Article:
There was an outcry from environmental and consumer watchdog organizations, but both government and industry were content with FDA's decision to give biotechnology the benefit of the doubt.
Almost simultaneously with the FDA announcement, the Monsanto Corporation reported what it called a very significant genetic engineering development that may lead to herbicide-resistant varieties of wheat. More than a dozen other American companies have already produced about 70 varieties of cucumbers, potatoes, cantaloupes and other plants that contain genes from other species which, the companies claim, improve their quality.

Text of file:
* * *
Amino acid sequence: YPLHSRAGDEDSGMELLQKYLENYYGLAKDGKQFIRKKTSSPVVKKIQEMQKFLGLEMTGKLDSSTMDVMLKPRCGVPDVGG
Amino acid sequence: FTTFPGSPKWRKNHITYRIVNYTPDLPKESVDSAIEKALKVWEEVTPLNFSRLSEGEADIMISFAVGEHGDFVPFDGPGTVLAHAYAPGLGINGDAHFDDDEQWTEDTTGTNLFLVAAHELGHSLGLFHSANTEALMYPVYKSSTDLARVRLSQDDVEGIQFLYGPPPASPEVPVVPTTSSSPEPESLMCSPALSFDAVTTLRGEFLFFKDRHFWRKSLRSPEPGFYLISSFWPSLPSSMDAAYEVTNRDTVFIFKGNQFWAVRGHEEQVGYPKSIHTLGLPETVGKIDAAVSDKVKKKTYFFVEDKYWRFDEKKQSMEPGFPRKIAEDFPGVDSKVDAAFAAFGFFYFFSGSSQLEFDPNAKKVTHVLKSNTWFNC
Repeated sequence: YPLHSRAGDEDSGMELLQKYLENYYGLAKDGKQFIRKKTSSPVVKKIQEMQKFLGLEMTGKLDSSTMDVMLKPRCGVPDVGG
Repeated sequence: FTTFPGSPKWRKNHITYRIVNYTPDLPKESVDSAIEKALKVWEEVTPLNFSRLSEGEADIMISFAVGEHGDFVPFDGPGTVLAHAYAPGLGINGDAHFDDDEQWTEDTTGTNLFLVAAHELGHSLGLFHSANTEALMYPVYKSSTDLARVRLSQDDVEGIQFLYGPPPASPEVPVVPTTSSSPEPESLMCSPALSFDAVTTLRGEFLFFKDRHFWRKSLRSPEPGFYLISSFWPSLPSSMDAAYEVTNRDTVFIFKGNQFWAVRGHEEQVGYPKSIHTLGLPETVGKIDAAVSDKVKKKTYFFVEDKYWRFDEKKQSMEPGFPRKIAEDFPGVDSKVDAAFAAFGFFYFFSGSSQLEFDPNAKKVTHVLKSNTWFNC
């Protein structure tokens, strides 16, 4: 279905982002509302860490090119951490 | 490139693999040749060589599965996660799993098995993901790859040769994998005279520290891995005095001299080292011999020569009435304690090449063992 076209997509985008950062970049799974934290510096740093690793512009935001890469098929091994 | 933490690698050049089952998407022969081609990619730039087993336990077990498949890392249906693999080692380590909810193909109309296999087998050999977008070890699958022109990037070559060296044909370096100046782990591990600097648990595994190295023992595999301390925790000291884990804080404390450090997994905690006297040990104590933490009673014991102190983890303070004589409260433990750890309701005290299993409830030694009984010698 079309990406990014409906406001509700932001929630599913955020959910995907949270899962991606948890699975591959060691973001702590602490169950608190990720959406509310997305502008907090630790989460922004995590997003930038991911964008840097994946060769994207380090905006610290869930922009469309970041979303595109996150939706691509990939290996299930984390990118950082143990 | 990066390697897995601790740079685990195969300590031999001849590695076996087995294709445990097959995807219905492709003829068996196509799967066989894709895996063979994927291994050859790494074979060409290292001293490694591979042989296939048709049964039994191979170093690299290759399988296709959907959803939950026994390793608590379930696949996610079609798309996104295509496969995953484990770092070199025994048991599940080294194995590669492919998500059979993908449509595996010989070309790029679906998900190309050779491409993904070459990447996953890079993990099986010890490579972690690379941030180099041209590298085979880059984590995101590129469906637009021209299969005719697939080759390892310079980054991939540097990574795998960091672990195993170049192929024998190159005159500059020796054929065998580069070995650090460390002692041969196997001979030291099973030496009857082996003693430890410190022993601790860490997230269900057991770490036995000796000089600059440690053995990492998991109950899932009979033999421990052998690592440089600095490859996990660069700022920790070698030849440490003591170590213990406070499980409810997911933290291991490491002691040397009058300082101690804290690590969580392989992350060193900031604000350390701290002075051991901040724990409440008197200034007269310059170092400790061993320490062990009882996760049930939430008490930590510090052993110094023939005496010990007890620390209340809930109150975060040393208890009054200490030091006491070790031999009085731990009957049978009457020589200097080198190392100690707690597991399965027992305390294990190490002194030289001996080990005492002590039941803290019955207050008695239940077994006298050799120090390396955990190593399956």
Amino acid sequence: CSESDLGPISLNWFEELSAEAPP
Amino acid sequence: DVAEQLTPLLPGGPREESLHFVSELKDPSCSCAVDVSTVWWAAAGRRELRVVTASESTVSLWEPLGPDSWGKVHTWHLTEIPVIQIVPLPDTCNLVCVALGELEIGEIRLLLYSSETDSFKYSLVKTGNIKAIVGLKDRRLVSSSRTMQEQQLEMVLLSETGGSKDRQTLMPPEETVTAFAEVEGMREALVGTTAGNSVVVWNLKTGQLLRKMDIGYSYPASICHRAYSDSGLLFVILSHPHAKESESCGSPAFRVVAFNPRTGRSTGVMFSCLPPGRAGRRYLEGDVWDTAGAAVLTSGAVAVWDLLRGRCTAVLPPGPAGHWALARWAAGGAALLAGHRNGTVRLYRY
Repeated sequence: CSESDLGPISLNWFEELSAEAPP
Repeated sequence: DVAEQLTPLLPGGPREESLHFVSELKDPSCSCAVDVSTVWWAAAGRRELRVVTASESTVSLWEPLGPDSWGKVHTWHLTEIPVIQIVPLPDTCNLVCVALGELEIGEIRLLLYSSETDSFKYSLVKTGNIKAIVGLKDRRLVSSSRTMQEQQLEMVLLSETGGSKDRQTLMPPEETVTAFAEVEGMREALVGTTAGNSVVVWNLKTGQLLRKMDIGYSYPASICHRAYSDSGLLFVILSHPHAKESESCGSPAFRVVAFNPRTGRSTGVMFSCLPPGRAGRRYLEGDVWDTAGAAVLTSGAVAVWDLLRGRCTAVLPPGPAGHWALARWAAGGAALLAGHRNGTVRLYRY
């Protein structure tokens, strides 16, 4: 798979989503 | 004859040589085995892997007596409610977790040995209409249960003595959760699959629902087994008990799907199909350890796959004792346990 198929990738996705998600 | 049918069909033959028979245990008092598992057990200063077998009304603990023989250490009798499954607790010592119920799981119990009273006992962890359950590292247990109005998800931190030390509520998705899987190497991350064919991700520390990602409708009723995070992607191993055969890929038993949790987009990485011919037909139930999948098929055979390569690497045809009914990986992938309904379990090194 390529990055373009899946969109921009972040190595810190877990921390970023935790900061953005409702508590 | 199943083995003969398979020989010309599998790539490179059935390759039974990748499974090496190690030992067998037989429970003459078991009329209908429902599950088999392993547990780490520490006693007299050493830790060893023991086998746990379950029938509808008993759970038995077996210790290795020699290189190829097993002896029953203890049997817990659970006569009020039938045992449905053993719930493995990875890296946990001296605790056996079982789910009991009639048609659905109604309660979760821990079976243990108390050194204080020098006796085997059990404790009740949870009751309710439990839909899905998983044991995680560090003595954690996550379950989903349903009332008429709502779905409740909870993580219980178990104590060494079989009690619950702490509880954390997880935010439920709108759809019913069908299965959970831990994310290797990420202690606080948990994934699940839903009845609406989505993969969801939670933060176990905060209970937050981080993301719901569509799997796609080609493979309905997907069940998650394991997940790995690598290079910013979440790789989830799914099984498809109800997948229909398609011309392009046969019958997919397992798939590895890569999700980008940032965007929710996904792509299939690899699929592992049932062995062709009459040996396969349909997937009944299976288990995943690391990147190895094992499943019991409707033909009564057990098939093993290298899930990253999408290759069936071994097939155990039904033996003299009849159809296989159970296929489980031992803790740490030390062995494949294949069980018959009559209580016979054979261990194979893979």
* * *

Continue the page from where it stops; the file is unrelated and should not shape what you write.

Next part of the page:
Ripe but not rotting
The Calgene Company of Davis, California, developed the Flavr Savr tomato by splicing an extra gene into the chromosomes of an ordinary tomato to delay the chemical changes that cause fruit to decompose rapidly after normal ripening.
Tom Churchwell, head of Calgene Fresh, Calgene's marketing subsidiary in Chicago, took issue with reports that the Flavr Savr's great virtue is longer shelf life. Its real advantage, he said, is that it does not need to be picked while still green, but can be left to ripen on the vine and still reach the market- and the dinner table-before it begins to rot. Neither grocery managers nor anyone else wants to keep tomatoes sitting on a shelf for more than a few hours or a day or two. The real gain for consumers is that they can get tomatoes of homegrown quality at their grocery stores 365 days a year, Churchwell said.